March 19, 2015
Dear Friend and Colleagues,
The healthcare debate across the nation—and especially here in Florida—has centered on providing insurance for the uninsured. This was one of the hot topics at last week’s “Hospital Days” in Tallahassee, sponsored by the Florida Hospital Association (FHA), of which I am this year’s Chair. All of us in healthcare should be concerned about this pressing issue.
Unfortunately, Medicaid expansion has become a highly politicized issue—for uninsured citizens whose health suffers as access is impeded; for business owners and anyone else buying health insurance as premiums are higher when costs are shifted; for politicians who have limited resources competing for funding; and for healthcare providers like all of us who care for the uninsured.
In Florida, where an estimated almost four million individuals are uninsured making us second in the nation in the rate of residents without health insurance at 24.3%, our state legislature is locked in debate about accepting approximately $5 billion a year to provide Medicaid health insurance to about one million of this uninsured population.
According to a recent review by the Brookings Institute, “Medicaid enrollment across the nation has increased by 18% in the last year; offering coverage to 69 million low-income Americans as of November 2014. For states that expanded Medicaid, enrollment increased 25.5%, while non-expansion states [Florida being an example] saw a rise of 7%.”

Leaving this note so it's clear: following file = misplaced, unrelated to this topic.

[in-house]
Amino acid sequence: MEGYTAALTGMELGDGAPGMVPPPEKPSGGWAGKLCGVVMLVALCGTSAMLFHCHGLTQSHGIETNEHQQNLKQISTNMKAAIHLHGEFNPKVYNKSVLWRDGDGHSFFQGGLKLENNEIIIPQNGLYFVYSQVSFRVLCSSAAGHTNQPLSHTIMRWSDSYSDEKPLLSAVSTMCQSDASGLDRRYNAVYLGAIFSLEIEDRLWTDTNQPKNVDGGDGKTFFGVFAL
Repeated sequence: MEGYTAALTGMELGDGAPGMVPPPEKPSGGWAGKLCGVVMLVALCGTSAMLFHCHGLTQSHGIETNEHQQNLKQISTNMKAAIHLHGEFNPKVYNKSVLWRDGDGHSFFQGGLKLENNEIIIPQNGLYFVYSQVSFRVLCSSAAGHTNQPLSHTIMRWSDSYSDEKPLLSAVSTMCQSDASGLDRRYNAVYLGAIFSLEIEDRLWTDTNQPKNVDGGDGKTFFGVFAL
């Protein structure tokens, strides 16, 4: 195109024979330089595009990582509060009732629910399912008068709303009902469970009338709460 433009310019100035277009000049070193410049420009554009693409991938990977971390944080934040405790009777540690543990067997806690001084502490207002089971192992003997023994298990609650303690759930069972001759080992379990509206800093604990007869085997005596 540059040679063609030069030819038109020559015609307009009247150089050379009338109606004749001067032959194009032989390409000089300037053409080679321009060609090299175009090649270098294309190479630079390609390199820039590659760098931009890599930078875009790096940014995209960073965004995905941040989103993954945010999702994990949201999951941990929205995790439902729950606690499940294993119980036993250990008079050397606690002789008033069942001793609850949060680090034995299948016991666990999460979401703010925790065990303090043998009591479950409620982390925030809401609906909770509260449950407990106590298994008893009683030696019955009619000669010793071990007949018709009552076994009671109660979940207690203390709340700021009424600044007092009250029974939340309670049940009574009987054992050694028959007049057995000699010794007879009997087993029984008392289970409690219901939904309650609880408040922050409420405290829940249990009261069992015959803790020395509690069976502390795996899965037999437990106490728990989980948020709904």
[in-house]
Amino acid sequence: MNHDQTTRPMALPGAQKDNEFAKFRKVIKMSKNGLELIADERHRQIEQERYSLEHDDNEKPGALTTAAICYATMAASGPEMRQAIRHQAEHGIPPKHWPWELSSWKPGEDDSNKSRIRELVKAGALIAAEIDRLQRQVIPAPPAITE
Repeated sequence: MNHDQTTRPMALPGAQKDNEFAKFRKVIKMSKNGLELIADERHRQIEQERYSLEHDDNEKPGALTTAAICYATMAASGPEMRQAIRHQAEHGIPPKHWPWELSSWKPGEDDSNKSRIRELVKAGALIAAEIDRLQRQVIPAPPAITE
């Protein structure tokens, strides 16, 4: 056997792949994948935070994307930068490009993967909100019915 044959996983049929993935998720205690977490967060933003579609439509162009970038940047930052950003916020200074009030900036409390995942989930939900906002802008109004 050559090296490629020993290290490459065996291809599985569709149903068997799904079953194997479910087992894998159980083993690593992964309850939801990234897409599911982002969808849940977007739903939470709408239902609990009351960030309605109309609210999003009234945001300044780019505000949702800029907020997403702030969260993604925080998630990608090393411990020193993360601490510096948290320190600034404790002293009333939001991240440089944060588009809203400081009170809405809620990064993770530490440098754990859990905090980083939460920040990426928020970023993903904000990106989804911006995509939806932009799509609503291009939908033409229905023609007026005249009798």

The good news is that Florida’s healthcare quality—the other hot topic at the FHA meeting—has improved and our state’s opportunity to improve financing care for the uninsured has never been better.
FHA’s Hospital Engagement Network (HEN) initiated a project focusing on 11 areas with the highest incidence of preventable harm. These included adverse drug events, catheter-associated urinary tract infections, central line infections, early elective deliveries, falls, obstetric harm, pressure ulcers, readmissions, surgical site infections, ventilator associated events, and venous thromboembolism. A total of 77 hospitals participated in the FHA HEN with another 62 hospitals in Florida engaged in HENs sponsored by other effective organizations. Results from the FHA HEN were spectacular, with some 27,500 cases of harm prevented and overall harm rate reduced by 54%, resulting in an estimated $170 million in health care costs avoided. Similar results can be expected from HENs sponsored by other organizations.
According to the Agency for Healthcare Research and Quality, Florida has risen from the 4th quintile in 2007 to the 2nd quintile in 2014 (1st quintile being best). The agency’s metrics included skilled nursing facilities and other pre-and-post hospital facilities. When only hospital quality metrics are examined, Florida’s hospitals rank 6th of 50 states—remarkably good. As a state we will be starting our next set of HEN projects, in which NCH will continue to be an active participant. (Metrics can be viewed at http://www.nchmd.org/NCHHENmetrics )
As our elected officials in Tallahassee debate how to care for four million uninsured Florida citizens, NCH and the Florida Hospital Association will continue to be supportive. I’m confident that at the end of the day, by working together with our legislators, we will be successful in helping ensure that all Floridians live longer, happier, and healthier lives. Meanwhile, our journey to improve healthcare quality and the wellness of our neighbors is never-ending.
Allen S. Weiss, M.D., President and CEO
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